I find these results incredibly exciting, because they conflict with a number of previous studies of similar phenomena. Vogel and colleagues have shown that distractors do not enter working memory when the items are easily recognized (colored, oriented bars), even if shifts in spatial attention are precluded (by displaying items for only 100ms, the same display duration used in one of Olson et al's conditions). My guess is that the novelty and complexity of the to-be-remembered items is the key to this particular discrepancy. Colored, oriented bars are more likely to have a robust WM representation and much less likely to rely so strongly on the hippocampal or long-term memory representations likely taxed in the current study, and thus the former are much more likely to be successfully filtered via top-down attentional set. If anything, this explanation of the discrepancy actually supports a dual-process view of memory.
An alternative explanation of these results is that subjects failed to "bind" the visual stimuli with their target status (indicated by a white box surrounding the item) and thus were unable to filter the contents of memory on the basis of which were distractors and which were targets. In support of this explanation, previous work has shown that sequential stimulus presentation does not allow subjects to reliably associate stimulus features belonging to the same object (i.e., visual "binding").
Another alternative explanation is that in the previous work demonstrating perceptual filtering (e.g., the Vogel et al paradigms), subjects were spatially shifting their attention on a iconic memory trace of the preceding stimuli. Displays in those paradigms are not visually masked, leading to the possibility that spatial attention accomplishes filtering in those circumstances. The alternative possibility, more in line with computational models of "filtering," is that perceptual features of the stimuli are used directly by the basal ganglia in determining the likelihood that they will be updated into working memory.
To summarize, Olson, Sledge Moore & Drowos have demonstrated that distractors intrude into "memory" unless spatial attention precludes their encoding. This intrusion is unaffected by top-down attentional set, at least when novel stimuli are used; on the other hand, this intrusion does not appear to affected indices of working memory (Cowan's K). One possibility is that the distractors enter long term memory, as reflected by performance on a surprise test of recognition. More speculatively, filtering of distractors from memory may be limited to cases in which distractor status can be "visually bound" to each item, or limited to cases in which objects are less novel, or both.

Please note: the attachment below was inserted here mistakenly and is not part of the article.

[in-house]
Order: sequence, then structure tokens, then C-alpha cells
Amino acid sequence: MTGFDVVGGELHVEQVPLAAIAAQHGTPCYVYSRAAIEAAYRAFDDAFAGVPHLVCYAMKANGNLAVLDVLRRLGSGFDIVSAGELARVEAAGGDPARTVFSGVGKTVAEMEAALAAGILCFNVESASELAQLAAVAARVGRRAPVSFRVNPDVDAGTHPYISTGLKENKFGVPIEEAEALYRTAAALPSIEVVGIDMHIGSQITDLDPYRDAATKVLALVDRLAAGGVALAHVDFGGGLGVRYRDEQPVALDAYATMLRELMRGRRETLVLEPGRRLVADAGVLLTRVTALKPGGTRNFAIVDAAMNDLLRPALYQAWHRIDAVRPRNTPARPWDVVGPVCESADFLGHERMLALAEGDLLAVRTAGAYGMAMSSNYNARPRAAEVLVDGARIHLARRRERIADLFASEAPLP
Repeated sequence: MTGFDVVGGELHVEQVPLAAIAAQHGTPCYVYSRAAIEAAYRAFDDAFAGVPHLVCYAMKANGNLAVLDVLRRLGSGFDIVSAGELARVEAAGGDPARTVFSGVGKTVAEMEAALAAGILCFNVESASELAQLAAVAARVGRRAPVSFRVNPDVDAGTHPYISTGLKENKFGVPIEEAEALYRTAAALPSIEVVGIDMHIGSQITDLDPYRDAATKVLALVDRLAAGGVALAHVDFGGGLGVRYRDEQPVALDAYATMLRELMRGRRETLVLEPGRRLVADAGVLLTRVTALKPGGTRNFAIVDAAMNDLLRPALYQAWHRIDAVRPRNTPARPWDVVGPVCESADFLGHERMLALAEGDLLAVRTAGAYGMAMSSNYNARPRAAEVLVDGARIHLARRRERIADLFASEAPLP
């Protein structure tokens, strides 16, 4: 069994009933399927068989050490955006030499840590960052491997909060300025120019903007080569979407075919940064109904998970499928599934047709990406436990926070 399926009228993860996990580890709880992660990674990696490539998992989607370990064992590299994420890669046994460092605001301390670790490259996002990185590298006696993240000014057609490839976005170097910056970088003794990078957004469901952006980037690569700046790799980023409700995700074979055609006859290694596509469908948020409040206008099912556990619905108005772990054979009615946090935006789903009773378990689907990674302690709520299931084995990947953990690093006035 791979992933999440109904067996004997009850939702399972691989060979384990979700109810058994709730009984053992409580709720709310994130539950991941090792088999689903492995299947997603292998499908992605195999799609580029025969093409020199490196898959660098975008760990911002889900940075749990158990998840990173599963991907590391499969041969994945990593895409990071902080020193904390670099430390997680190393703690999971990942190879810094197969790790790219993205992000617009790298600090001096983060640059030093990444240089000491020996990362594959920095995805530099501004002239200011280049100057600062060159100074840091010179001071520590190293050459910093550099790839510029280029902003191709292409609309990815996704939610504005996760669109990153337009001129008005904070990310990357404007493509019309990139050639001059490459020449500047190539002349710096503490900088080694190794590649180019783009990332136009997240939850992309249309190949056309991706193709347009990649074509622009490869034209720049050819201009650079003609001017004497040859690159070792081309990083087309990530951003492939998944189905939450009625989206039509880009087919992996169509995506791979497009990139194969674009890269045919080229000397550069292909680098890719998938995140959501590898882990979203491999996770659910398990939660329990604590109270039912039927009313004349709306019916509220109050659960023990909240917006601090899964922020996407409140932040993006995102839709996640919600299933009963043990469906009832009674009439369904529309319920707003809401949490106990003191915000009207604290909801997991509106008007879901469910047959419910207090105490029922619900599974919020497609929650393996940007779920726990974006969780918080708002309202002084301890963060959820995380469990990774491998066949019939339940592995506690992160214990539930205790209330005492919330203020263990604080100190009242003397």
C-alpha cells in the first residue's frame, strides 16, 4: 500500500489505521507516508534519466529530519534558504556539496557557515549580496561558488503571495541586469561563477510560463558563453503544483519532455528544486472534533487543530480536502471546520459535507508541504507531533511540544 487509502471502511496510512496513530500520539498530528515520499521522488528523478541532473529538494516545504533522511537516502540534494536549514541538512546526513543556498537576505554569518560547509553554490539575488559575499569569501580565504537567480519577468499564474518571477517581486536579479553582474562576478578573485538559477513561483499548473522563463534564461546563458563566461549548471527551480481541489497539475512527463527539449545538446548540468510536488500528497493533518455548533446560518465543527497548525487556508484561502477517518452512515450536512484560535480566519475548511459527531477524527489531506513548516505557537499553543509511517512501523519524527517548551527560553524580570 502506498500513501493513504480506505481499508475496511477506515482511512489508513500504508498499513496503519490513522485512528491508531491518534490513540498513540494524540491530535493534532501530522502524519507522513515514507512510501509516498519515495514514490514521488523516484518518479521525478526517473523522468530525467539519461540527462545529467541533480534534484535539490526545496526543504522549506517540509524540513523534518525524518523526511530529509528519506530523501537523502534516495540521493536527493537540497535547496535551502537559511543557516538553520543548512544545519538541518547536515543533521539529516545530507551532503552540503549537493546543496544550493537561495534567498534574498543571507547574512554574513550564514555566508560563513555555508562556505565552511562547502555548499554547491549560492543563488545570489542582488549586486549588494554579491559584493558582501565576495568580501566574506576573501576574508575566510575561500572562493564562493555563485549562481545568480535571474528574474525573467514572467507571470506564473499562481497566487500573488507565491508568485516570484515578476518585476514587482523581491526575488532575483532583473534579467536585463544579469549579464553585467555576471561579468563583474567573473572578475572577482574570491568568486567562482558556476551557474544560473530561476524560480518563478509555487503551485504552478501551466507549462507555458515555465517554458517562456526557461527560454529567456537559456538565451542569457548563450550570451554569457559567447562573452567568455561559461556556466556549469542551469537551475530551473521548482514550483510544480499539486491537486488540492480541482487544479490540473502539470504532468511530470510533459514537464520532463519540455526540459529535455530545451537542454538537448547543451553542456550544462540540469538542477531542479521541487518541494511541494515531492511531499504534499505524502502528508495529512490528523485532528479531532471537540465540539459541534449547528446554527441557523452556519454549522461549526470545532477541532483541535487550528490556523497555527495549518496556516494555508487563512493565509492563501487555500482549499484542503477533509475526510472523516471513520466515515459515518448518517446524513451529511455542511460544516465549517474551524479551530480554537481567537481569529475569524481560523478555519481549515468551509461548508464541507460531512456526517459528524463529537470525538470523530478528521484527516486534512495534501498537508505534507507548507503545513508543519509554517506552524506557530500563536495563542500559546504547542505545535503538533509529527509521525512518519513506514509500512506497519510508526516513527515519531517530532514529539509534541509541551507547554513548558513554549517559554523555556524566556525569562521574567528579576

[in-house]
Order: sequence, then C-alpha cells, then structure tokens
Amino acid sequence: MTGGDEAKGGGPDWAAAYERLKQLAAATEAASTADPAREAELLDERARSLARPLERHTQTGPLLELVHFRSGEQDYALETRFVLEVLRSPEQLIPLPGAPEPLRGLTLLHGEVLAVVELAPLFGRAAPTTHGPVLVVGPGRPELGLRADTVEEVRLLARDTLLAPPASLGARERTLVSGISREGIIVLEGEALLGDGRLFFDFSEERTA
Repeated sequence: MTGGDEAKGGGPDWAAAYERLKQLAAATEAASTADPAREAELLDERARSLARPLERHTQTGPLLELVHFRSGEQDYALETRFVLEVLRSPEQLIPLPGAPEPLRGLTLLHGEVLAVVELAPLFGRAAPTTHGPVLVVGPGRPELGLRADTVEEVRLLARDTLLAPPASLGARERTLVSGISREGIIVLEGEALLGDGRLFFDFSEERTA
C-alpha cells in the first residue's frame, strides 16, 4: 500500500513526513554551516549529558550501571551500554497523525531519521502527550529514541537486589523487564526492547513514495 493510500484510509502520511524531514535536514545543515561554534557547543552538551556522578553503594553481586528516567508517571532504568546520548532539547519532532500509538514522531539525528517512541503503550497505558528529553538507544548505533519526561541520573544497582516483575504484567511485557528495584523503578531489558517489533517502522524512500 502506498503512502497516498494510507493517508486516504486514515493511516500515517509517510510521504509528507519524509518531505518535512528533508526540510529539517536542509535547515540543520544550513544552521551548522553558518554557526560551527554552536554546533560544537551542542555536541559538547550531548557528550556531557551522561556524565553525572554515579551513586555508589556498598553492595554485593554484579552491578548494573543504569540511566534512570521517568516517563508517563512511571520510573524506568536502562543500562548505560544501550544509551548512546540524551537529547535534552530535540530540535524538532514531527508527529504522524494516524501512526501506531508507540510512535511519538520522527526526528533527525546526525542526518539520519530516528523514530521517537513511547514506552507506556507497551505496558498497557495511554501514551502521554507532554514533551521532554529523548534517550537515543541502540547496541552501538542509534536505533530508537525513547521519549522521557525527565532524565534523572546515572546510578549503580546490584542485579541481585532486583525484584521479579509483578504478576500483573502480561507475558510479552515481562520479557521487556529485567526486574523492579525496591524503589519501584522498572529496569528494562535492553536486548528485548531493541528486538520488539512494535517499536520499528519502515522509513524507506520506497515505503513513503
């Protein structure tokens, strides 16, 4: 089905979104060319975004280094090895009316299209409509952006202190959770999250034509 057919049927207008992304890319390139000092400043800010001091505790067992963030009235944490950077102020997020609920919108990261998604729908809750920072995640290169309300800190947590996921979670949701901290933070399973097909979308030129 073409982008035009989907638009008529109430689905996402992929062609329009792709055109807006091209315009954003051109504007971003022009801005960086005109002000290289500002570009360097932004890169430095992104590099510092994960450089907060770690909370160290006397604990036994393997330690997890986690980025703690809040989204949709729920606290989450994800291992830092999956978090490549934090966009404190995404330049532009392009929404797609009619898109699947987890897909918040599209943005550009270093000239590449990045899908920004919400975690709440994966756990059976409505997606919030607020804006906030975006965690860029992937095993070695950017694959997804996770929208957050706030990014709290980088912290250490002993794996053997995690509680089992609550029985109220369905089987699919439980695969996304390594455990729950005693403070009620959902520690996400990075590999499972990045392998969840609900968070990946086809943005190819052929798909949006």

From the abstract:
When attention coupled with eye movements could be used to select targets, distractors were no longer encoded into memory. When eye movements were constrained, distractors once again intruded into memory. These findings suggest that top-down control processes are insufficient to filter the contents of visual memory.
But eye movements are top-down control processes that filter the contents of visual memory.
(Well, except that "filtering" is a really misleading metaphor that has been screwing up the psychology of attention for decades - "selecting" would be way better. But really! You stop people using one of their most important attentional mechanisms and attention no longer does its job properly? What a surprise!)
When we look around within a visual scene, is visual information automatically placed in visual memory during each saccade, or can we control which information is retained and which is excluded?
Yes it is, and yes we can.Â® It is not one or the other. We control our saccades, and they are one of the most important mechanisms through which the contents of visual memory are regulated.
(I do not doubt that there are other, internal, attentional mechanisms that make further selections from the information that gets past the eyes and into the brain, but the talk of retaining and excluding is messed up. Some of the available information gets used because it represents what we need to know to accomplish whatever our current project may be, and the rest does not get used, because it represents irrelevant stuff. There is no need to deliberately exclude stuff, you, or rather your cognitive system, just doesn't choose to do anything with some of the data that is available. But of course, if you cripple the selection mechanisms through some experimental manipulation, the wrong stuff gets selected, and whatever purpose it was being selected for - maybe some experimentally imposed task - gets derailed.)